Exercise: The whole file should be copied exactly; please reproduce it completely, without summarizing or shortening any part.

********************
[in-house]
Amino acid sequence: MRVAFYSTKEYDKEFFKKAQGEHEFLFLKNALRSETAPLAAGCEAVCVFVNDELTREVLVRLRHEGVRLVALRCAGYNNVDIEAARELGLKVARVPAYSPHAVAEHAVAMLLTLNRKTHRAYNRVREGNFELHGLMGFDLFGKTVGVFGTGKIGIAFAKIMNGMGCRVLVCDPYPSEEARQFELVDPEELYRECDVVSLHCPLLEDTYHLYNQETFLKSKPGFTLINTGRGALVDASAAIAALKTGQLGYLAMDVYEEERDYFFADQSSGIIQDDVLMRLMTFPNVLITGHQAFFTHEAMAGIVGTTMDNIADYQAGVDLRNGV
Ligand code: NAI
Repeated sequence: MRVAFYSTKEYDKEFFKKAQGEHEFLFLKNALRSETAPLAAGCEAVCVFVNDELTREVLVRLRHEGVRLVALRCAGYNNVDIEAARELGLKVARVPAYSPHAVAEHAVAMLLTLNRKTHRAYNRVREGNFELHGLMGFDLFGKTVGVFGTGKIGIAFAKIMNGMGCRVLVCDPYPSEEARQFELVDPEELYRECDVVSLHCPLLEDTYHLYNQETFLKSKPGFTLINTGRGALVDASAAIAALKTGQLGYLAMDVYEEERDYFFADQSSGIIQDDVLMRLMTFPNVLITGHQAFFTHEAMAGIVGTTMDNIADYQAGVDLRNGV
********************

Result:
[in-house]
Amino acid sequence: MRVAFYSTKEYDKEFFKKAQGEHEFLFLKNALRSETAPLAAGCEAVCVFVNDELTREVLVRLRHEGVRLVALRCAGYNNVDIEAARELGLKVARVPAYSPHAVAEHAVAMLLTLNRKTHRAYNRVREGNFELHGLMGFDLFGKTVGVFGTGKIGIAFAKIMNGMGCRVLVCDPYPSEEARQFELVDPEELYRECDVVSLHCPLLEDTYHLYNQETFLKSKPGFTLINTGRGALVDASAAIAALKTGQLGYLAMDVYEEERDYFFADQSSGIIQDDVLMRLMTFPNVLITGHQAFFTHEAMAGIVGTTMDNIADYQAGVDLRNGV
Ligand code: NAI
Repeated sequence: MRVAFYSTKEYDKEFFKKAQGEHEFLFLKNALRSETAPLAAGCEAVCVFVNDELTREVLVRLRHEGVRLVALRCAGYNNVDIEAARELGLKVARVPAYSPHAVAEHAVAMLLTLNRKTHRAYNRVREGNFELHGLMGFDLFGKTVGVFGTGKIGIAFAKIMNGMGCRVLVCDPYPSEEARQFELVDPEELYRECDVVSLHCPLLEDTYHLYNQETFLKSKPGFTLINTGRGALVDASAAIAALKTGQLGYLAMDVYEEERDYFFADQSSGIIQDDVLMRLMTFPNVLITGHQAFFTHEAMAGIVGTTMDNIADYQAGVDLRNGV